Many news outlets have reported in recent days about a group of atheists who have filed a federal lawsuit to end tax breaks for clergy.
I’m on record as strongly supporting the separation of church and state as outlined in the first part of the First Amendment: “Congress shall make no law respecting an establishment of religion, or prohibiting the free exercise thereof….” I’ve also said a number of times over the years that I wasn’t sure the government-sponsored tax break for clergy was a great idea: better to keep government out of religion whenever possible.
Full disclosure: I’ve never been that excited to rally against my economic self-interest as a member of the clergy, and clergy salaries are often low; however, I’m not sure government should assume the role of making up the difference.
Below I’ll list a few good points from the articles I have read about this matter that are worth considering.
from the Religion News Service
There are secular humanist organizations that do tremendous service to the common good, but the atheist leaders of these organizations do not benefit from the clergy tax break:
All three plaintiffs receive part of their salaries as housing allowances, but do not qualify for the tax exemption because they are not clergy. That amounts to an unconstitutional government endorsement of religion, they claim, because the parish exemption aids and subsidizes religion by providing ministers with financial benefits not given to secular workers. ”The government is preferring ministers of the gospel over those of us who think religion should be, if not eliminated, limited,” said Dan Barker, co-president of the FFRF [Freedom from Religion Foundation].
Also, this tax break comes, not from the founding our nation, but from a reactionary, mid-20th century impulse:
The parish exemption entered the tax code in 1954, the same year the phrase “under God” was added to the Pledge of Allegiance. The country was deep in the Cold War and providing clergy with a tax break was seen as reinforcing religiosity in the fight against godless communism.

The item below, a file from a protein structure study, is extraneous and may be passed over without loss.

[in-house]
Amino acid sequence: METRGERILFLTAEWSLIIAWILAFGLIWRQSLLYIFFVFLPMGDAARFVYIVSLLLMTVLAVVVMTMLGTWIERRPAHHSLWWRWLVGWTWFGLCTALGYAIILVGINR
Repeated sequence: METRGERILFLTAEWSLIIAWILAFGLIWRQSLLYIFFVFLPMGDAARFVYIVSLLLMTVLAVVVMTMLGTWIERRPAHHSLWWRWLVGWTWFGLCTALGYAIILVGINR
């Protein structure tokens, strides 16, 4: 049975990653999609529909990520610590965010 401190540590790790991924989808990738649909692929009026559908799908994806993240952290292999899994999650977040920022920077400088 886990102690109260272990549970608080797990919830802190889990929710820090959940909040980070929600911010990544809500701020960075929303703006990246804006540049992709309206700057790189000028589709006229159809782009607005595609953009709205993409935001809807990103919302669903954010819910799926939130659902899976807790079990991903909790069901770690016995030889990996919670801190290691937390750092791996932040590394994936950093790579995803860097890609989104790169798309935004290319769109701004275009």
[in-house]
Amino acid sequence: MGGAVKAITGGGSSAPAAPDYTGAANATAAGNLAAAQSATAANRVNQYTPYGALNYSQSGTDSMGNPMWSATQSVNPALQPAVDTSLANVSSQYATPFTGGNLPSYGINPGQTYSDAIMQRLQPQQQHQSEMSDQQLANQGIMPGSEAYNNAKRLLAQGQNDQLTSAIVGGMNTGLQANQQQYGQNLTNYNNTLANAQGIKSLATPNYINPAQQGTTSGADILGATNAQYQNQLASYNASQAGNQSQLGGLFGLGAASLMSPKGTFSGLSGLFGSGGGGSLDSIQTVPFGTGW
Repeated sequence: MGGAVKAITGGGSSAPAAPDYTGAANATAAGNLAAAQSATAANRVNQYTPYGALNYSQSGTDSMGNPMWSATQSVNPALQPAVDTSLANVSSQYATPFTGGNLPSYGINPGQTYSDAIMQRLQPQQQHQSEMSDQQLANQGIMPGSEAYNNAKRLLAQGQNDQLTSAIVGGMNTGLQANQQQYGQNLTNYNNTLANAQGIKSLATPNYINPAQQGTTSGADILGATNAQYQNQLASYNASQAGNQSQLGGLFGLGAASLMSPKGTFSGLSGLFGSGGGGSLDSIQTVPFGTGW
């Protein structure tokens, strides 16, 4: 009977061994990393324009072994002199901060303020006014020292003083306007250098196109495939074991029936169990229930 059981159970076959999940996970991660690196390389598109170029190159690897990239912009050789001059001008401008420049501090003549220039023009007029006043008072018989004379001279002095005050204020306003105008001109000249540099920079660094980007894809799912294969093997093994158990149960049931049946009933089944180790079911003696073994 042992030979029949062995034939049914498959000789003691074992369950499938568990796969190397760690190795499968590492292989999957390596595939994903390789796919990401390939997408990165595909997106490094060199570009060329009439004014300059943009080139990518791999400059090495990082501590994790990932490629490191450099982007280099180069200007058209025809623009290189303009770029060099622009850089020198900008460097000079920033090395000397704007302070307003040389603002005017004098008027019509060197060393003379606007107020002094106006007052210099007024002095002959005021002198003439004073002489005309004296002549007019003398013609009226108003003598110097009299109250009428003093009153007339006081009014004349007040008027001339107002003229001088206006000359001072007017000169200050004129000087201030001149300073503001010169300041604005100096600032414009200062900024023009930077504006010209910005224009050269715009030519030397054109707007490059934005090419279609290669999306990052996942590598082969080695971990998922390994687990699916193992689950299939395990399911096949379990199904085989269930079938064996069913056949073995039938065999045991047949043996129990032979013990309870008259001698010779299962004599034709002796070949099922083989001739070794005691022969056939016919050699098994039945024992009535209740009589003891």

There is no provision to limit this tax break to only a clergy person’s primary residence, thereby unduly benefiting the rich and impoverishing tax revenues:
Recently the U.S. Tax Court interpreted the law to apply even to multiple homes, ruling 7-6 that Phil Driscoll, an ordained minister and Grammy Award-winning trumpeter who went to prison for tax evasion, didn’t owe federal income taxes on more than $400,000 provided by his ministry to buy a second home on a lake near Cleveland, Tenn.
On my earlier point that it is good to keep church and state separate whenever possible:
The lawsuit claims that in order to enforce the tax law the IRS and Treasury Department must “make sensitive, fact intensive, intrusive, and subjective determinations” on religious issues like which activities constitute “religious worship” and whether a member of the clergy is “duly ordained, commissioned or licensed.” Those and other determinations result in “excessive entanglement” between church and state contrary to the Establishment Clause.
from the Wall Street Journal
Some congressional representatives are separately looking into this provision:
Sen. Charles Grassley (R., Iowa), a member of the Senate Finance Committee, said he wants to ensure that the spirit of the provision isn’t violated. ”It’s fair to question why a clergy member needs a tax-free allowance for more than one home, and whether tax-exempt churches should subsidize millionaire ministers,” he says.
Confusingly the WSJ cites a different start date for this law, and I have not yet had the time to investigate who is correct:
Under a provision of the tax code known as the parsonage allowance, first passed in 1921, an ordained clergy member may live tax-free in a home owned by his or her religious organization or receive a tax-free annual payment to buy or rent a home if the congregation approves.
I welcome your feedback in the comments section.